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Celiac disease

What is celiac disease?

It may seem like everything - from bread at the grocery store to entrees on a restaurant menu - is labeled “gluten-free” these days. Why are people nixing gluten, a protein found in wheat, oats, barley and rye? One reason is celiac disease, a genetic autoimmune disorder that affects as many as one in 133 people. Celiac disease is serious because not only does it cause a host of uncomfortable and even painful symptoms, it can lead to conditions like malnourishment, osteoporosis and anemia.

How does celiac disease affect the body?

“Celiac disease is an autoimmune disorder in which the body sees the gluten protein as foreign and sends inflammation to the villi tiny, fingerlike protrusions in the small bowel lining,” explains Howard Seeman, M.D., a gastroenterologist at Piedmont Newnan Hospital.  “Over time, the lining becomes damaged and goes flat. It then absorbs less calcium and iron, which can lead to osteoporosis or anemia.”

Who is at risk?

Anyone can have celiac disease and in many cases, the symptoms don’t occur until adulthood. It is a genetic disease, so it runs in families. It occurs more often in patients with diabetes or other autoimmune diseases.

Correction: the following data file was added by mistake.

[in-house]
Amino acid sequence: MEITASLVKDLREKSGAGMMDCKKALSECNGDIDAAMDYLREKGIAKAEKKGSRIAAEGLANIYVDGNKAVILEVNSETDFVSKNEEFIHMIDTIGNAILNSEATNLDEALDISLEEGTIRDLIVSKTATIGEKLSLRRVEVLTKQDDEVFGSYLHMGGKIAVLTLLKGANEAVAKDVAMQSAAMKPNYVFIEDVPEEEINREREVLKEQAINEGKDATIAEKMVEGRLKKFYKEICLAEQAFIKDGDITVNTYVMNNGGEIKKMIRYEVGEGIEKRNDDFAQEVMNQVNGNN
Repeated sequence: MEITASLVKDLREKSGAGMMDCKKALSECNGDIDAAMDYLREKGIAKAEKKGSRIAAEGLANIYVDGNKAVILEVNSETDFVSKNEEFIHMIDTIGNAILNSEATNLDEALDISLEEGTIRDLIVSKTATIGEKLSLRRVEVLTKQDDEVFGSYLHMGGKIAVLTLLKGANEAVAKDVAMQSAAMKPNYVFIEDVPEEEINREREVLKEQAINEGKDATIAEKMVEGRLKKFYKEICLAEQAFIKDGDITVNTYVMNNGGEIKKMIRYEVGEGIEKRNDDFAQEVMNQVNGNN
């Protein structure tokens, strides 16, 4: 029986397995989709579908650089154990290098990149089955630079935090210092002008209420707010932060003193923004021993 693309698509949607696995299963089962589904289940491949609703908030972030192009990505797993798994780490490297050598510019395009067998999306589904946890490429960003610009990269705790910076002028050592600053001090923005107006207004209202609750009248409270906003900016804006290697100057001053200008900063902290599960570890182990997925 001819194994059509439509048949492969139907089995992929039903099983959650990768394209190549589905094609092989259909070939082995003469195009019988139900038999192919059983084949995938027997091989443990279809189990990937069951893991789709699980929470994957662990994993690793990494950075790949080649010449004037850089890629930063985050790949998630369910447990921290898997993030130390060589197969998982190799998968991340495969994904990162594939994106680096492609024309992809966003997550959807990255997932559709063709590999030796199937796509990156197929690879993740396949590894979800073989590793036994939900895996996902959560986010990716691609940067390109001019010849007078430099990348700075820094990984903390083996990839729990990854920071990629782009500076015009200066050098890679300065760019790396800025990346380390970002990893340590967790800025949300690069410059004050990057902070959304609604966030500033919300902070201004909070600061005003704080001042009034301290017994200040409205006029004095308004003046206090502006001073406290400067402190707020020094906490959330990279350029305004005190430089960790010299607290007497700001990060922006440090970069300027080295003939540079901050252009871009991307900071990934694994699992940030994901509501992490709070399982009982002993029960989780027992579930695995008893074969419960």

What are the symptoms?

“In some patients, the symptoms are vague,” says Dr. Seeman. “A person may have anemia, but not diarrhea or bloating.” Symptoms span a wide range and include:

  • Bloating
  • Chronic diarrhea or constipation
  • Intermittent abdominal pain
  • Nausea
  • Gas
  • Pale, foul-smelling stool
  • Weight loss
  • Unexplained anemia
  • Delayed growth
  • Pain in the joints
  • Tingling numbness in the legs
  • Missed menstrual periods
  • Tooth discoloration or loss of enamel
  • Painful skin rash
  • Fatigue
  • Muscle cramps or bone pain

“The symptoms of Celiac disease mimic those of irritable bowel syndrome, peptic ulcers, Crohn’s disease, and other inflammatory bowel diseases,” says Dr. Seeman.

How is it diagnosed?

“Some patients eliminate gluten from their diet and feel better,” says Dr. Seeman. However, for a true diagnosis, patients must undergo a blood test or biopsy.

How is it treated?

“The only treatment is the avoidance of gluten,” he says. “Luckily, celiac disease is reversible and the villi in the small intestine will return.” While it is important for those with celiac disease to avoid gluten, it is uncommon to have a severe reaction from gluten exposure. “I have patients who may have gluten one weekend and feel badly the next week,” says Dr. Seeman. “But that is a sensitivity, not a true allergic reaction.” If you have any of the above symptoms, speak with your doctor to rule out celiac disease. To find a gastroenterologist near you, click here.

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